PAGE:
Myanmar’s junta, the State Peace and Development Council, is engaged in secret reconciliation talks with democratic leader Aung San Suu Kyi. For now, exiled dissidents and ethnic opponents of the junta watch cautiously from the sidelines. Any solution to Myanmar’s problems, though, will have to consider their concerns.

Mahn Nyein looks you in the eye when he talks. A serious man, he’s well known for a remarkable exploit in 1970. Then an imprisoned political dissident on Myanmar’s inhospitable Coco’s Island group, he and fellow inmates built a raft and sailed hundreds of kilometers to the mainland in an escape attempt. They were recaptured, but only he survived.

Today he’s a senior official in the Karen National Union, an ethnic organization that has fought successive Myanmar governments for autonomy since 1949. When asked about the ongoing reconciliation talks he was forthright.

“We have a wait-and-see attitude,” he said. “The SPDC should show more sincerity and release all political prisoners. The NLD (National League for Democracy) should have freedom to organize and engage in political activities.”

As for the international community, Mahn Nyein said, “Pressure helped bring about the talks. The SPDC had no way to carry on and needed an outlet to release it, so they lack sincerity. Now is not the time to release that pressure.”

These themes were also expressed elsewhere. The National Coalition of the Union of Burma is an umbrella opposition group formed in 1992 that includes ethnic-minority alliances as well as exiled Myanmar student and parliamentary groups. Aung Moe Zaw, NCUB secretary general, cautioned against early expectations. “Now the talks have started, but there is a long way to go,” he said. “We need to solve two main problems — the lack of democracy and the needs of the ethnic minorities.”

The NCUB leader said that while the talks were at a sensitive stage, more flexibility by the junta was not unreasonable. “There should be freedom of political movement for Aung San Suu Kyi and the NLD. Also elected ethnic MPs, like those from the Shan NLD, should be free to meet and discuss issues among themselves.”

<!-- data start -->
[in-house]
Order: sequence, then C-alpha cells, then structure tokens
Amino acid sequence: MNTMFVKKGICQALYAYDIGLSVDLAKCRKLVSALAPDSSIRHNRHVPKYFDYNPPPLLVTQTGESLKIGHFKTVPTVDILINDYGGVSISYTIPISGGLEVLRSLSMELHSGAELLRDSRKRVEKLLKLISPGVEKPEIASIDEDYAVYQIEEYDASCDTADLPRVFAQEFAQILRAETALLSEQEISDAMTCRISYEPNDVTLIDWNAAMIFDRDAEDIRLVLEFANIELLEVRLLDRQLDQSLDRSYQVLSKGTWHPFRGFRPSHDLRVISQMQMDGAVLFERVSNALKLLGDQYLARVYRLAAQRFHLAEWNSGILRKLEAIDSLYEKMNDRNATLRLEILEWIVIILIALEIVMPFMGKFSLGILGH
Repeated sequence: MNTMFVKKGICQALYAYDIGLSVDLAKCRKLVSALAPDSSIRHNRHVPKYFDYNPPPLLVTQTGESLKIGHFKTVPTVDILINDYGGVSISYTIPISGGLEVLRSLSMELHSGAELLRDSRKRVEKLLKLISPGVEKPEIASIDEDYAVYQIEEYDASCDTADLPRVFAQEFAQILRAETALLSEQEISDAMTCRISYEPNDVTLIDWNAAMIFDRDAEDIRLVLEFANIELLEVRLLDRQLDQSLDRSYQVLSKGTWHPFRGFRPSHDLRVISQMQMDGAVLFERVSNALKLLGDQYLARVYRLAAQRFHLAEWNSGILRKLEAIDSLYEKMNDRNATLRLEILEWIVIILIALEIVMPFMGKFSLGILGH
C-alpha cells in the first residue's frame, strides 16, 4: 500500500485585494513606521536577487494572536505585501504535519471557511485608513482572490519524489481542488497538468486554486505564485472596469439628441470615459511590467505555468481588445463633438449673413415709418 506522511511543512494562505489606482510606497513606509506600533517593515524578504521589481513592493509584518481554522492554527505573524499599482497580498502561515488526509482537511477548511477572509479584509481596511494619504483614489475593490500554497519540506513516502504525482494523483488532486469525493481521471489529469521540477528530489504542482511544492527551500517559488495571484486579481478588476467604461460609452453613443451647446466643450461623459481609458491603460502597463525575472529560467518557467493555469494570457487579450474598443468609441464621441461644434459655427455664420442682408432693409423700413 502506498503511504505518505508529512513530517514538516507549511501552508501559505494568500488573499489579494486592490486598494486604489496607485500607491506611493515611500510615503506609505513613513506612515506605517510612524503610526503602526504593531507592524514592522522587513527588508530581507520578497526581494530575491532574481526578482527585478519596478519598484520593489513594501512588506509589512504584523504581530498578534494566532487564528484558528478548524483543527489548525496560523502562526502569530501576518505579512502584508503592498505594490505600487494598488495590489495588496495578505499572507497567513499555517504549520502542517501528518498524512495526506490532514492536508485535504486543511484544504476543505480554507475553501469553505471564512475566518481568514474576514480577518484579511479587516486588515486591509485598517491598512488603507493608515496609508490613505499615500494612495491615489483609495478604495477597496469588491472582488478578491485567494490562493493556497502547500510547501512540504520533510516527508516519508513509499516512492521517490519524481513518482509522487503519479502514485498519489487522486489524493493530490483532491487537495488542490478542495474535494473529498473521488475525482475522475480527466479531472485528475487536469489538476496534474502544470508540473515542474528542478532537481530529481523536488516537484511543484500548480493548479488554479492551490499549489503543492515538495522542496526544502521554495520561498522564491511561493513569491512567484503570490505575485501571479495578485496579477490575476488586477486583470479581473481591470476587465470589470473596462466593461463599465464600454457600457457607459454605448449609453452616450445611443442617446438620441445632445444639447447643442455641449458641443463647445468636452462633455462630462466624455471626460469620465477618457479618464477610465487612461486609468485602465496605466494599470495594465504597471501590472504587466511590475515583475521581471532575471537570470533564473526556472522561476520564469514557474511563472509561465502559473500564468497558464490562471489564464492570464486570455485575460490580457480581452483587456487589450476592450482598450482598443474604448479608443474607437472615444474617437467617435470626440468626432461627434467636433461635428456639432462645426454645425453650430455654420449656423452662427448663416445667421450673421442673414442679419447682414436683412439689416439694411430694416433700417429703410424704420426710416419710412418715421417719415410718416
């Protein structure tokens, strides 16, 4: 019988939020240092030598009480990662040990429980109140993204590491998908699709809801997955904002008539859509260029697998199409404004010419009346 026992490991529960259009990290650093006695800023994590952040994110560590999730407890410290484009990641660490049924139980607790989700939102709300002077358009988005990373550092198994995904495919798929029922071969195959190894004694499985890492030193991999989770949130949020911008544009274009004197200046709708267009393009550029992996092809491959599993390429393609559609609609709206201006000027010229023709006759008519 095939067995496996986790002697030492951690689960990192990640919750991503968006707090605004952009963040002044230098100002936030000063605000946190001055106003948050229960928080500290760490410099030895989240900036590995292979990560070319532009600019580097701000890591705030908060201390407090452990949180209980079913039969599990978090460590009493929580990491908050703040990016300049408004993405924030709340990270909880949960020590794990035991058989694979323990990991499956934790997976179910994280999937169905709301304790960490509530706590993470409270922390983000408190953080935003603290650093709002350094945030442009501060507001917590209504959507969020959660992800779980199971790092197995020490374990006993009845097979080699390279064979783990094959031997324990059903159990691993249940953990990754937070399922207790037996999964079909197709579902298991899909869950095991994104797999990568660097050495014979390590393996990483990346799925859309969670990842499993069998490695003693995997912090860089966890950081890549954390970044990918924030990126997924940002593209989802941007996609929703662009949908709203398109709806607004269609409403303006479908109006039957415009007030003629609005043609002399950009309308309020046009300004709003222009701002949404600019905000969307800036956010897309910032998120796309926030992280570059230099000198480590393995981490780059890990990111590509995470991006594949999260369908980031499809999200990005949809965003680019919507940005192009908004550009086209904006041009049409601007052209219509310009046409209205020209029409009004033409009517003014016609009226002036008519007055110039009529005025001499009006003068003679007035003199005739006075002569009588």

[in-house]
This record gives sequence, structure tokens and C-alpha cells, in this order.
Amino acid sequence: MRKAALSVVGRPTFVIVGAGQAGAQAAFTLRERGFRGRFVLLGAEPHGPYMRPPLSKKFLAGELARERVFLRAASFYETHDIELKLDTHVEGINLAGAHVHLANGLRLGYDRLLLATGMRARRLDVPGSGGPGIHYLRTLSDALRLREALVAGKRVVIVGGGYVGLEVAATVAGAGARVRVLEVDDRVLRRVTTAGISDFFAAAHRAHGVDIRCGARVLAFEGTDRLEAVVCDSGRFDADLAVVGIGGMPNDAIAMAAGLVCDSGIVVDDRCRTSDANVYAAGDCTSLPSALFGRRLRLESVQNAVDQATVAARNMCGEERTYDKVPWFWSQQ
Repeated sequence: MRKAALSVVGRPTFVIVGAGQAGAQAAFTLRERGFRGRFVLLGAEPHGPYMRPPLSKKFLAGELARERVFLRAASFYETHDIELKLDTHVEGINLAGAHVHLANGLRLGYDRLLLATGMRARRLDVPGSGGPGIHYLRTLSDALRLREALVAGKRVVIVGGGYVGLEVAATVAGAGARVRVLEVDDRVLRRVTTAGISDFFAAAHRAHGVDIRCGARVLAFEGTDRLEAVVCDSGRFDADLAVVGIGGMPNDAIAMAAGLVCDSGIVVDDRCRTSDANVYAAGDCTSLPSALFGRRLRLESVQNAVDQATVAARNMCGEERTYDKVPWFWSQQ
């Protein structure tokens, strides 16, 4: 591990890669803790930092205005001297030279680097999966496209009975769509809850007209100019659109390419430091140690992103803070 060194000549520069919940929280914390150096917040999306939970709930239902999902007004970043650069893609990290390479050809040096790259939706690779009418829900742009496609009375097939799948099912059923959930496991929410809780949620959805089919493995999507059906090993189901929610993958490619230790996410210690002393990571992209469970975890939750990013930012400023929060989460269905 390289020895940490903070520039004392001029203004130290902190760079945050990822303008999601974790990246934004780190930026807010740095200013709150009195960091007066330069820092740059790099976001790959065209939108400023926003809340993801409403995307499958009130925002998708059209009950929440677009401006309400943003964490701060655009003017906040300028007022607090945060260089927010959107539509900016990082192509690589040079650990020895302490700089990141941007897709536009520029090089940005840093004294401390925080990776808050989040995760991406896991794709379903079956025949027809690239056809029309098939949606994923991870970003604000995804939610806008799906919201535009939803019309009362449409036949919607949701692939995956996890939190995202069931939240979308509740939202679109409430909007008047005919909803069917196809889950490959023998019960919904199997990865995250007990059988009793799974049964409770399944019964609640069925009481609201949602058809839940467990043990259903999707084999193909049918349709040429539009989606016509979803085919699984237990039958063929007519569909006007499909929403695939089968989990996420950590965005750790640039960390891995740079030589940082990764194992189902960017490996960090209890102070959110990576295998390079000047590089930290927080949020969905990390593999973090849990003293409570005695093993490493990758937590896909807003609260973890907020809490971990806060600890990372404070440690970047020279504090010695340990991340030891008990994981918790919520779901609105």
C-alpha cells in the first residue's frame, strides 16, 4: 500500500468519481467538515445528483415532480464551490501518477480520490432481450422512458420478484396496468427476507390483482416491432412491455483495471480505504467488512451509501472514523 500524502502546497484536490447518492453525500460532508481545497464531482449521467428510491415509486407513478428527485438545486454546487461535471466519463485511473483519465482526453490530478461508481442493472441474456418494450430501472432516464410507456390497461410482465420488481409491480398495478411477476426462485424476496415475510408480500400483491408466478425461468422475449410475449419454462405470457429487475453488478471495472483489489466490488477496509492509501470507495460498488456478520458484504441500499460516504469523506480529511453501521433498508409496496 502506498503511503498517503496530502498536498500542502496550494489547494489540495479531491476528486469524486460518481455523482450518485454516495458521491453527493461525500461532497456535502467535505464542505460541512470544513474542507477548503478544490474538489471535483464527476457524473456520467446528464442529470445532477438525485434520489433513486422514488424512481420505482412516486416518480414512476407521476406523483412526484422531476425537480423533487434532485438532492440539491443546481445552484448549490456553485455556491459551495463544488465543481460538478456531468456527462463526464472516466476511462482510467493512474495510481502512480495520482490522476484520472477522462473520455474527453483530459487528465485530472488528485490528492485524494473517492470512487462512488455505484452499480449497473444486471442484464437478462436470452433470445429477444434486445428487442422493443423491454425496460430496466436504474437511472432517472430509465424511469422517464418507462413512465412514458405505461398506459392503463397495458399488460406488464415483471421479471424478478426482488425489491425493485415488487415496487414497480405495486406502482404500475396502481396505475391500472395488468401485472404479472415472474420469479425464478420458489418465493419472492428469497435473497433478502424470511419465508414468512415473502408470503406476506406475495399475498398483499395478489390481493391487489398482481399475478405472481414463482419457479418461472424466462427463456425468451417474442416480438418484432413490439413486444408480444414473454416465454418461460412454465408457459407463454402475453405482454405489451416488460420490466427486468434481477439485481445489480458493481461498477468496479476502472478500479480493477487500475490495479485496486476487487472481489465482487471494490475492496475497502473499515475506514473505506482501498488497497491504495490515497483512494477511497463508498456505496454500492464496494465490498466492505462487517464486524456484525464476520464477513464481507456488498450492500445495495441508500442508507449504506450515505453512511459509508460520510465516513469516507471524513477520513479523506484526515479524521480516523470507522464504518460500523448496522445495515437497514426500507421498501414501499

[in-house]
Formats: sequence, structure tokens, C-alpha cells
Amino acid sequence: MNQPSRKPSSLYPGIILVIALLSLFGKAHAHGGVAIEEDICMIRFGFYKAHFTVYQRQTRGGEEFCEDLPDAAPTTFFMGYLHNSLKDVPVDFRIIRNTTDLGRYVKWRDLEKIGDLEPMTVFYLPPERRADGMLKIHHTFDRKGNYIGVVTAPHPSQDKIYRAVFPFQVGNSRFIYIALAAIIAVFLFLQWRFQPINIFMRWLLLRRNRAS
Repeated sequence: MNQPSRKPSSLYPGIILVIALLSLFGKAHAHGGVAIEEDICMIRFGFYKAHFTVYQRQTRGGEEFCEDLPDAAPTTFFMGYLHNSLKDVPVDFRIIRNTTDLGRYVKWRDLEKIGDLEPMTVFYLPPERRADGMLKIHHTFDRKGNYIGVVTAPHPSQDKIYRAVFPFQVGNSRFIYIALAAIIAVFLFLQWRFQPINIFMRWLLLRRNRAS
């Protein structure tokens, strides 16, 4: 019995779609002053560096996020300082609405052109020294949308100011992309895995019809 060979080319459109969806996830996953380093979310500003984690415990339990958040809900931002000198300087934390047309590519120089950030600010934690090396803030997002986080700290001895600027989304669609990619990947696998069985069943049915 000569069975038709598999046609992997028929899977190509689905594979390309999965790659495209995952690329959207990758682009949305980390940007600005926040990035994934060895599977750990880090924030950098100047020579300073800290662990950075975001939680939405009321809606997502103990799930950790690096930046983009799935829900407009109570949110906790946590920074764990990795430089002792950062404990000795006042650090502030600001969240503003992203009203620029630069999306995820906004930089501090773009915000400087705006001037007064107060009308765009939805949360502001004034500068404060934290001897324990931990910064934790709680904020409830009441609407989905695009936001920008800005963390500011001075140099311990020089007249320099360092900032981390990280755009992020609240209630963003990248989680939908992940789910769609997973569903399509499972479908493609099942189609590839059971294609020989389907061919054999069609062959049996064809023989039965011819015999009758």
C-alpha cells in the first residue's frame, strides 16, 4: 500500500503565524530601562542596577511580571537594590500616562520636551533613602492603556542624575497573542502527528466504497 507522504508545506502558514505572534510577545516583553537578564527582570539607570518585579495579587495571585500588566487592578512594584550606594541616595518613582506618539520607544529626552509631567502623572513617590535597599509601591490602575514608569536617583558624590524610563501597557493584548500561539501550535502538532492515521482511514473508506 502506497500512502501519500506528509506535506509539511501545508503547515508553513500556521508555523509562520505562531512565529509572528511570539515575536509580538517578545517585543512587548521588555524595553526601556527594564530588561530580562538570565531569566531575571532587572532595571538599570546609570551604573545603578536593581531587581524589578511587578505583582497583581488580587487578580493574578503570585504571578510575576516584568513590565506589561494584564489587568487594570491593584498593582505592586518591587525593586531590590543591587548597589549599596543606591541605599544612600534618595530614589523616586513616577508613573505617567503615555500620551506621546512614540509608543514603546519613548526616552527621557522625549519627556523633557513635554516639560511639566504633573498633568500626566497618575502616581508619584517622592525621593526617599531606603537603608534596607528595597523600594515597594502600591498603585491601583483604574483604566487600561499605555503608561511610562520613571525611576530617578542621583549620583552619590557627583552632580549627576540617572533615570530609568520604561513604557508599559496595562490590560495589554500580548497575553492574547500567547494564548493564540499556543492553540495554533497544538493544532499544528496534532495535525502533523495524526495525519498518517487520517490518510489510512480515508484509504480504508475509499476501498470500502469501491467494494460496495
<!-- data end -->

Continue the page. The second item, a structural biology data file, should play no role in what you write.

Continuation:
The international community, he said, “for the time being . . . should encourage both sides. (But) current pressures like the U.S. sanctions, the Swiss freezing of junta members’ bank accounts and the ILO action should be maintained.”

Two of the Shan political opponents of the regime differ widely in their views of the talks.

For Aung Mart of the Restoration Council of Shan State, the matter was simple. “We have no position on the talks,” he said. “They are a separate issue, as our goal is independence.”

The Shan Democratic Union believes that eventually Myanmar’s political debacle will have to be settled in tripartite fashion, meaning at least one more seat at the reconciliation table for other ethnic groups. If that happens, they want to be ready to participate, not simply to listen.

To that end, they have embarked upon a constitution-writing program led by Sao Seng Suk, a veteran nationalist and group spokesman. A first draft is being prepared this year, and grassroots Shan participation is encouraged.

According to one SDU member, the purpose is, “to prepare the Shan people for when a real one is written. It canused either for an independent Shan State or as talking points for making a new . . . one.”

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